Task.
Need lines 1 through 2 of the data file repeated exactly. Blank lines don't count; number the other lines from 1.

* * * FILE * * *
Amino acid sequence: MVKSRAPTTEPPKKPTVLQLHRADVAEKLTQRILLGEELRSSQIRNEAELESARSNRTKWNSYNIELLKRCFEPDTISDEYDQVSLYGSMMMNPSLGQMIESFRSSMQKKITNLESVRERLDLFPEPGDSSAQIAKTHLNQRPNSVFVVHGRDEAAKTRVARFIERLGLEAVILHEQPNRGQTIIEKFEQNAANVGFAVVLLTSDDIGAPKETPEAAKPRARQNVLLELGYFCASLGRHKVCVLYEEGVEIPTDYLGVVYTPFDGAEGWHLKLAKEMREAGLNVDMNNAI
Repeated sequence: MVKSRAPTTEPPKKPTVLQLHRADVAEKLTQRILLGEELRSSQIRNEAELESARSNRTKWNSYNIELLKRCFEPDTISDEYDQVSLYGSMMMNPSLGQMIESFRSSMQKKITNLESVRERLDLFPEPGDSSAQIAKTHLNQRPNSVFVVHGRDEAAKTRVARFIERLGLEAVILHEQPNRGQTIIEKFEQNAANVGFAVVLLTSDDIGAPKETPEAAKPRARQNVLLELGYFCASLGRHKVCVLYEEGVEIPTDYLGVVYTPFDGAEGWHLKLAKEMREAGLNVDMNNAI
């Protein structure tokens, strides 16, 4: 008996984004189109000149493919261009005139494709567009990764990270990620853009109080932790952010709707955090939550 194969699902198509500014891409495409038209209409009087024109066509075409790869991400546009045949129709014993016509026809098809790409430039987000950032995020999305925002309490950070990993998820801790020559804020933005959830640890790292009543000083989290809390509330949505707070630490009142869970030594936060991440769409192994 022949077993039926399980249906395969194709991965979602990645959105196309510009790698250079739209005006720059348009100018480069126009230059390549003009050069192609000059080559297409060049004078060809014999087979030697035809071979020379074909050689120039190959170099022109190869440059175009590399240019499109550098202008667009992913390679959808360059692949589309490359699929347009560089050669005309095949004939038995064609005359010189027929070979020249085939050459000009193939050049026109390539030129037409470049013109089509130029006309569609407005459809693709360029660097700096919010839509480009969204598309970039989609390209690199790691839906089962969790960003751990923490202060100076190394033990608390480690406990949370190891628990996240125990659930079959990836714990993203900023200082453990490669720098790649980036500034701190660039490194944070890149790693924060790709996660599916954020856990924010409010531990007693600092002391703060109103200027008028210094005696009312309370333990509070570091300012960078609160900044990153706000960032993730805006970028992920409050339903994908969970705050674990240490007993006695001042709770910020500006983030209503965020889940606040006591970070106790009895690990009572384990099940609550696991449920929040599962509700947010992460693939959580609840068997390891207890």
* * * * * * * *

Amino acid sequence: MVKSRAPTTEPPKKPTVLQLHRADVAEKLTQRILLGEELRSSQIRNEAELESARSNRTKWNSYNIELLKRCFEPDTISDEYDQVSLYGSMMMNPSLGQMIESFRSSMQKKITNLESVRERLDLFPEPGDSSAQIAKTHLNQRPNSVFVVHGRDEAAKTRVARFIERLGLEAVILHEQPNRGQTIIEKFEQNAANVGFAVVLLTSDDIGAPKETPEAAKPRARQNVLLELGYFCASLGRHKVCVLYEEGVEIPTDYLGVVYTPFDGAEGWHLKLAKEMREAGLNVDMNNAI
Repeated sequence: MVKSRAPTTEPPKKPTVLQLHRADVAEKLTQRILLGEELRSSQIRNEAELESARSNRTKWNSYNIELLKRCFEPDTISDEYDQVSLYGSMMMNPSLGQMIESFRSSMQKKITNLESVRERLDLFPEPGDSSAQIAKTHLNQRPNSVFVVHGRDEAAKTRVARFIERLGLEAVILHEQPNRGQTIIEKFEQNAANVGFAVVLLTSDDIGAPKETPEAAKPRARQNVLLELGYFCASLGRHKVCVLYEEGVEIPTDYLGVVYTPFDGAEGWHLKLAKEMREAGLNVDMNNAI